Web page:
[Zope3-Users] searching and relations
gary at zope.com
Sat Jul 22 10:19:42 EDT 2006
On Jul 22, 2006, at 4:47 AM, Lorenzo Gil Sanchez wrote:
> El vie, 21-07-2006 a las 10:21 -0400, Pete Taylor escribió:
>> I've run into a very (very!) similar situation, and ended up writing
>> some wrapper/simplification utilities for zc.relationship.
>> zc.relationship is wonderfully powerful, but a bit complex. It's use
>> is intuitive once you wade through the 2000+ lines of documentation
>> (which is worthwhile reading), but it's a bit intimidating at first.
> Ok, I was afraid of an answer like this because in a recent thread
> read Jim Fulton saying that we are trying to use zodb as a relational
> database which is a shame and I think I agree with that quote.
> So that's why I tried not to use external packages like
> and stick to a plain object model with intrinsic relations modeled as
> simple object attributes.
Heh. I gave that Jim Fulton quote, and encouraged the direction you
describe; *and* I wrote zc.relationship. ;-) They are not mutually
exclusive. Let's take a simple two-member directional relationship
as an example--something like "A depends on B".
If neither object should inherently know about the relationship--it's
not intrinsic to either of their data models--then it makes good
sense to have external relationship objects that model the
connection. The relationship container in zc.relationship is a
simple example of a solution for that use case.
If the relationship is intrinsic to one object's data model but not
to the other's, then it makes sense to have a Python pointer on the
first object. If you need to ask questions, such as simple
backpointers, then you can set up an extrinsic reference or you can
set up a zc.relationship index to index the first object. For a
simple backpointer case, an extrinsic reference is sufficient and
simpler. If you need more sophisticated queries than just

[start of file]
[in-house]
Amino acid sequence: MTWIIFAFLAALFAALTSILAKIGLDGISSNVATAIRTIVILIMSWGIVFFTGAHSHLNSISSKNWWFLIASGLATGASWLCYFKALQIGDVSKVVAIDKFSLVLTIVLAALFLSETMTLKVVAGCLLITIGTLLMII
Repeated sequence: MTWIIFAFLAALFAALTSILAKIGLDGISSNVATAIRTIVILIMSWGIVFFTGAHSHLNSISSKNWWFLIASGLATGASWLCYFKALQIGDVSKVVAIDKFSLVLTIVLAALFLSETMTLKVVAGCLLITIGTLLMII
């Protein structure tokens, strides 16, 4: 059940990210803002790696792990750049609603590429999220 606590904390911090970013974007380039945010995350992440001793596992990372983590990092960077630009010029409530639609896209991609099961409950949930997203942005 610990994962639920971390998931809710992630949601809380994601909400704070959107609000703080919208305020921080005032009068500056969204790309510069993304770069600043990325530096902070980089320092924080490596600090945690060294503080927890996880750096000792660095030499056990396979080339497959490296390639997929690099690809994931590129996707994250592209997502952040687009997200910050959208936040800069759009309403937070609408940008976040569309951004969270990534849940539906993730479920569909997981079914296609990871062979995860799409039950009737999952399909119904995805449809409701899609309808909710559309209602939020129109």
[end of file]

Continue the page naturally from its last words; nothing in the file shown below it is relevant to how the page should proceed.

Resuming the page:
backpointers then the zc.relationship index can be a real win: you
can adapt the first object to a relationship interface that breaks
the relationship down into parts that match the queries you want to
make. That works nicely.
If the relationship is intrinsic to both objects' data models, all
you can really do is choose one of the previous two approaches and
put some sugar around it. AIUI, schooltool's relationship code does
something like this: you can specify both sides of a relationship in
a class definition (and an interface, I believe) and behind the
scenes it keeps track of the relationship for you in an external data
structure, no matter which side of the relationship you modify.
zc.relationship's index could be used to build functionality like
this, but it has not been done to my knowledge.
> The obvious question is: does this allow
> powerful queries like the ones I mentioned in my first email or I
> switch and use extrinsic relations for this kind of features?
zc.relationship indexes can be combined with other catalog indexes to
do what you described, but doing so efficiently will require
knowledge of catalog indexes and the BTree module. The README for
zc.relationship touches on this when it discusses filters:
| If relationship tokens (from 'findRelationshipChains' or 'apply' or
| 'findRelationshipTokenSet', or in a filter to most of the search
| to be merged with other catalog results, relationship tokens should
| on intids, as in the default. For instance, if some relationships
| available to some users on the basis of security, and you keep an
| this, then you will want to use a filter based on the relationship
| viewable by the current user as kept by the catalog index.
The filter is not the only approach--you will sometimes want to merge
*results* from a relationship index and other indexes, for instance--
but if you are doing transitive searches it may be preferred for
zc.relationship is a bit of a powertool. Projects like the one Pete
describes to make a friendly, more constrained usage of it will be
Also, don't forget SQL. I prefer the ZODB, and stay there if I can
make a reasonably convincing case (almost always ;-) ), but sometimes
an app really calls out for a hybrid approach.
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